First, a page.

By Monica Fatogun
This was one of the most memorable works I did that involved deep wildlife conservation that was so gratifying and I also got to visit a dream destination of mine; Mauritius.
At the time, we were trying to save the Pink Pigeon (Nesoenas mayeri) from extinction so it does not face the same fate as their distant relative; the Dodo (which went extinct in 1861). In the mid-90s, there were just 9 pink pigeons left in the wild and these birds were enlisted as Critically Endangered by the International Union for Conservation of Nature (IUCN) in 2000.
As Pink Pigeons are endemic to Mauritius; this means that they are only found in Mauritius and nowhere else. Mauritius was determined to save the species with the help of the Mauritian Wildlife Foundation (MWF) and I wanted to be a part of it.
*Pink Pigeon Nesoenas mayeri
I applied to be a field biologist in 2013 and I packed my bags to visit the island. Mauritius is an island covering about 1875 sq. kilometres, having a population of just 1.2million people. I won’t deny that like a regular tourist, I was honestly attracted to the luscious beaches, blue skies, and how environmentally conscious they were by preserving a national park on the island; The Black River Gorges National Park.
That park had a working population on the Pink Pigeon within the park that were taken care of by MWF. At the park, we had different research stations scattered around that accommodated us during the weekdays. There was also a separate aviary to take care of the new pink pigeon fledglings in order to reduce their mortality rates, thereby increasing the population. Sometimes, *Black River Gorges National Park
I was stationed to work in the aviary which required the daily care of other endemic species like the Mauritian Bats, the Aldabra tortoises, the Mauritian kestrel, just to mention a few.
To save the species, we had rigorous days of observation; checking new territories of the birds in the park, took nest counts, noting their tree preference (so we can plant more of it), noting the number of breeding pairs, prepared extensive reports, etc. Each bird was ringed with a combination of ring colours and the data was saved and documented. Due to how extensive this exercise was, all birds were ringed so ensure that any new bird we saw, we knew it was a new offspring/ fledgling. Our supplementary feeding stations made it easy for us to catch the fledgling and ring it within a set timeframe. There was a capture method to ensure the bird was not over stressed during the process.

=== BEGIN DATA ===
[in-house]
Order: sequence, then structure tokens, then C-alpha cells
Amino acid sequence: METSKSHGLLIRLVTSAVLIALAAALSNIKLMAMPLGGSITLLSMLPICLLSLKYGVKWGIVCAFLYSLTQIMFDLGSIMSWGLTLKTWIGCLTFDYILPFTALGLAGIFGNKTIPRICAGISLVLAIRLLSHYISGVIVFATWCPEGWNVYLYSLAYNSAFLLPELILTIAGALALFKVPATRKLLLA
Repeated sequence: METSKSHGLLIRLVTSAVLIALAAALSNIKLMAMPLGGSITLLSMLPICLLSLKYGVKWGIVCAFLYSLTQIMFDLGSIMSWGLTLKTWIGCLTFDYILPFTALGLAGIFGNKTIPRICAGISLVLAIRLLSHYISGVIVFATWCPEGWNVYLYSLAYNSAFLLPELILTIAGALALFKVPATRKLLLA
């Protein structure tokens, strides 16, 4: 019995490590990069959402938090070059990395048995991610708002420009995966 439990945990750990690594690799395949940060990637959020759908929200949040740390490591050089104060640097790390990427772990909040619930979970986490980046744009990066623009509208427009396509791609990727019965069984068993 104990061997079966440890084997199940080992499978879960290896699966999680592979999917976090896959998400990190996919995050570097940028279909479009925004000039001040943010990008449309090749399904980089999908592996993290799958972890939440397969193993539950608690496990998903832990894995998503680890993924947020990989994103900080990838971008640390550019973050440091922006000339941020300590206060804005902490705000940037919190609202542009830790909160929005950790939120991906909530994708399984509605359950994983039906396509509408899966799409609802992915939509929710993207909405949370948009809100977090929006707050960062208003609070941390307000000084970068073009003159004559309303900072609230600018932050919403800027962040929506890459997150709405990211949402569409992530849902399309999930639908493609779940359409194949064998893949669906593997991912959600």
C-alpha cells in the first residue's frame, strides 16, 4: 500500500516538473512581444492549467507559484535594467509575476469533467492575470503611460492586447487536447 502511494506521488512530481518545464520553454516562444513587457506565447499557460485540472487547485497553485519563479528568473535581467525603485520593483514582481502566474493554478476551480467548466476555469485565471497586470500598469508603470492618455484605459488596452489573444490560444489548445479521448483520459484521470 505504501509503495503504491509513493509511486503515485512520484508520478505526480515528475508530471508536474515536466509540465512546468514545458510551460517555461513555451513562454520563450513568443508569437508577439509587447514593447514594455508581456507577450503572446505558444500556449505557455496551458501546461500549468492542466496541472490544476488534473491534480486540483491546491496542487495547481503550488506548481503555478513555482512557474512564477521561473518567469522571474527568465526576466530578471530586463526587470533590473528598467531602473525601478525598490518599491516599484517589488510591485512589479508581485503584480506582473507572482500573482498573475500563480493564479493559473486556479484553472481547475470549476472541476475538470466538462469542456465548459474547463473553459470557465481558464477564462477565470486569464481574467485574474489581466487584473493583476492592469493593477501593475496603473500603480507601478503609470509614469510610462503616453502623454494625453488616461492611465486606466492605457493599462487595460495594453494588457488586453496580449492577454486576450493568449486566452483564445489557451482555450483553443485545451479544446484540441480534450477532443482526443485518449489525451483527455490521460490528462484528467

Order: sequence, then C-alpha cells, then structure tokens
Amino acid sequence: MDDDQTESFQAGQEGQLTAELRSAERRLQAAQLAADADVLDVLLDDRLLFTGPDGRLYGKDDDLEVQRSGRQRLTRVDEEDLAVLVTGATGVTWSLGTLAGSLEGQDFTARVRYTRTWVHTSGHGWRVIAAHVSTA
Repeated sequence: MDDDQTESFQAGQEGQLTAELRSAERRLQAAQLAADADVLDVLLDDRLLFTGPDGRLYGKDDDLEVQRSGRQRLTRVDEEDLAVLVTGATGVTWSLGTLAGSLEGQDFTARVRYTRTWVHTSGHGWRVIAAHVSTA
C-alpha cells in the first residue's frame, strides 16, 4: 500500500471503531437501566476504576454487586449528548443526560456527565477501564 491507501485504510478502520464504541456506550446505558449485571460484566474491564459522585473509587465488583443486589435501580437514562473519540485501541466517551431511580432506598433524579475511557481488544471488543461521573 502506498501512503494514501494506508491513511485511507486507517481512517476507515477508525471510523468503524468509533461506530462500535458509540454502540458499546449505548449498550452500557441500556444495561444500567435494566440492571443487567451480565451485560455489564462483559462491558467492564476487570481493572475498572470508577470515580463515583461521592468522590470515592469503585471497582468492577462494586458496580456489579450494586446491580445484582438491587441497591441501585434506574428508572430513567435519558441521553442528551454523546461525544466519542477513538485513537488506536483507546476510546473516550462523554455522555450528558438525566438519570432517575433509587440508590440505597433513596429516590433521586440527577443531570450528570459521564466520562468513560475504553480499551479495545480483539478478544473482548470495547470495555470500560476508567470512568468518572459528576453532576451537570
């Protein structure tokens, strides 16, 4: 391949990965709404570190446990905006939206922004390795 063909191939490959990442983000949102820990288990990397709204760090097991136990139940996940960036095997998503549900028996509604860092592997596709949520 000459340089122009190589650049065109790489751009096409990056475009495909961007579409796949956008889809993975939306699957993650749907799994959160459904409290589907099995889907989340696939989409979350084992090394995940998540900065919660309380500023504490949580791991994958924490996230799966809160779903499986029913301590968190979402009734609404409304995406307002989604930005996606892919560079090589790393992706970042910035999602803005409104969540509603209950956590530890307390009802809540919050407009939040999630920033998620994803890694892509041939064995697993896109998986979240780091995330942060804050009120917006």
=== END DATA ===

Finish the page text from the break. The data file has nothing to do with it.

We typically spent 5 week days within the park which gave me time to explore the cities on the weekends. I would get on boat rides for some dolphin sighting; attending barbecues, visit the city markets, watch the races, etc. I found it insightful how their street food was very similar to that of the Indian’s. Looking at our history books, during the colonial era, a lot of Indian slaves were shipped to Mauritius to work on the sugar cane plantations. This explains why their culture have strong Indian influences. Mauritius is known to be a Mini-India and they are known for their sugar and rum.
Mauritians are huge fans of Bollywood movies and music. I met quite a few who could understand Hindi fluently. In the evenings I’d dress up and explore the nightlife with friends and have midnight strolls on the beach.
Living in Mauritius was one of the best 6 months of my life; I was opportune to do what I love in a beautiful island. I was in a different country that had beaches which were 5 minutes walking distance from my home. I have a lot of fond memories of Mauritius , some with funny stories that I may share someday.
To add another accolade, in 2016, there were reports from Birdlife that the Pink Pigeon was successfully downlisted to a safe status, as listed in the IUCN Red Vulnerable List. This was all thanks to the perseverance of MWF staff and volunteers. I am very happy and proud of being part of the team that contributed to their survival.
It is on my bucket list to return to Mauritius , this time as a tourist. I long for the day I can take a ride along the coasts of the island which takes about 4 hours, and have wonderful barbecues every weekend!
It is a must visit for anyone reading this!
*Monica Fatogun, a Wildlife Conservationist writes from Lagos.